Center for Biological Diversity

Endangered Bird Trends

Alaska       

ESA Population Trend Determined:

 

Aleutian Canada goose

ALEUTIAN CANADA GOOSE (Branta hutchinsii leucopareia)

Aleutian Canada goose
Aleutian Canada goose, Branta hutchinsii leucopareia, population graph

Status since listing: Increased

Growth since listing: 8,184%

ESA status: Delisted

List year: 1967

Downlisted: Final 1990

Delisted: Final 2001

Recovery plan: 1991

SUMMARY
The Kirtland's warbler population declined due to fire suppression, nest parasitism by brown-headed cowbirds, and loss of forest habitat to development and agriculture. It was listed as endangered in 1967, and by 1971 there were only 201 surviving singing males. In response to habitat protection and restoration, as well as cowbird control, the population grew steadily to 2,365 pairs in 2015.

American peregrine falcon

AMERICAN PEREGRINE FALCON (Falco peregrinus anatum)

American peregrine falcon
American peregrine falcon population graph

Status since listing: Increased

Growth since listing: 4,131%

ESA status: Delisted

List year: 1970

Downlisted: Final 1984

Delisted: Final 1999

Recovery plan: 1991

Critical habitat: 1977

SUMMARY
The American peregrine falcon was threatened by the use of DDT and other organochlorine pesticides, which caused eggshell thinning that led to reproductive failure and population declines. The banning of DDT, captive breeding efforts, and nest protections allowed the falcon to increase from 39 breeding pairs in the lower 48 U.S. states in 1975 to 1,650 pairs as of 1999, the year in which the species was delisted.

ARCTIC PEREGRINE FALCON (Falco peregrinus tundrius)

population graph

Status since listing: Increased

Growth since listing: 619%

ESA status: Delisted

List year: 1970

Downlisted: Final 1984

Delisted: Final 1994

SUMMARY
The Arctic peregrine falcon population declined because of eggshell thinning due to DDT and other organochlorine pesticides. Its listing as endangered in 1970, along with the endangerment of other birds of prey, prompted the ban of DDT in 1972. Counts of migratory Arctic falcons at Cape May increased from 103 in 1976 to 741 in 1994. The species was downlisted to threatened in 1984 and delisted in 1994.

Short-tailed albatross

SHORT-TAILED ALBATROSS (Phoebastria albatrus)

Short-tailed albatross
Short-tailed albatross population graph

Growth since listing: Increased

Status since listing: 1278%

ESA status: Endangered

List year: 1970

Recovery plan: 2008

SUMMARY
The short-tailed albatross was decimated by commercial collection during the 1940s. More recent threats include volcanic activity, landslides, typhoons, climate change, longline fishing and oceanic plastic pollution. The seabird was rediscovered in 1950s, with 10 breeding pairs. The species was listed in 1970 and estimated at 64 pairs in 1973 and 882 in 2011. The first chick hatched outside of Japan was on Midway Atoll in 2011, where breeding has since continued.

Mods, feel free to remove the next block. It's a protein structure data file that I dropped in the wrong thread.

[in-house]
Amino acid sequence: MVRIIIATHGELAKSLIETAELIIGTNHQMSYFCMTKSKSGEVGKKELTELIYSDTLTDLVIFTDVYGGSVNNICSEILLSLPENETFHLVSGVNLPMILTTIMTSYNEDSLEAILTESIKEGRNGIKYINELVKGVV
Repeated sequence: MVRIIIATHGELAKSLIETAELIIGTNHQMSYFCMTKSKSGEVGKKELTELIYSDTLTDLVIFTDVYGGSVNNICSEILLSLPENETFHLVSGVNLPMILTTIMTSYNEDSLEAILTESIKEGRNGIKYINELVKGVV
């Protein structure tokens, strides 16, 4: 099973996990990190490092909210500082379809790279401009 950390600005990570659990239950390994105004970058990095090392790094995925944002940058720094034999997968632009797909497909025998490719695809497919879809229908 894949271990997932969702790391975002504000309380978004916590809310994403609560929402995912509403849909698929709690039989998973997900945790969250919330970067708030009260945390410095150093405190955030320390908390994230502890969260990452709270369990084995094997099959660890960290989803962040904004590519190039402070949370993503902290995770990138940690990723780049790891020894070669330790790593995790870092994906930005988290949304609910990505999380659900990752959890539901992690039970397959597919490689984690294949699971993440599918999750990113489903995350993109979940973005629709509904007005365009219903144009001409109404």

Spectacled eider

SPECTACLED EIDER (Somateria fischeri)

Spectacled eider
Spectacled eider population graph

Status since listing: Stable

Growth since listing: 7%

ESA status: Threatened

List year: 1993

Recovery plan: 2006

Critical habitat: 2001

SUMMARY
The spectacled eider is threatened by ingestion of lead shot and environmental contaminants, oil and gas development, increased predation and possibly hunting. A combined index of the U.S. population indicates that Alaska's two primary populations were relatively stable between the species' 1993 listing (12,082) and 2012 (12,964).

Steller’s eider, Alaska breeding DPS

STELLER'S EIDER, ALASKA BREEDING DPS (Polysticta stelleri)

Stellerís eider, Alaska breeding DPS
population graph for Stellerís eider, Alaska breeding DPS, Polysticta stelleri

Status since listing: 63%

Growth since listing: Stable

ESA status: Threatened

List year: 1997

Recovery plan: 2002

Critical habitat: 2001

SUMMARY
The Steller’s eider's two Alaska breeding populations declined for reasons that are not entirely known, but potential threats include increased predation, poaching, poisoning by ingested lead shot, and changes in ocean conditions and climate. Breeding bird index counts fluctuated greatly between 1997, when the eider was listed under the Endangered Species Act, and 2012. While the 2012 index (358) is much larger than the 1997 (220), the overall population trend is stable.

Extinct or Extirpated Prior to Listing:

 

Eskimo curlew

ESKIMO CURLEW (Numenius borealis)

Eskimo curlew

ESA status: Endangered

List year: 1967

SUMMARY
The Eskimo curlew faced extensive habitat loss due to agricultural land conversion and fire suppression. Extreme hunting pressure, especially between 1860 and 1890, led to its apparent extinction. Believed to once have numbered more than 1 million birds rangewide, the species was thought to be extinct between 1905 and 1945, but the actual last documented sighting occurred in 1963. Sporadic, disputed sightings continue to occur.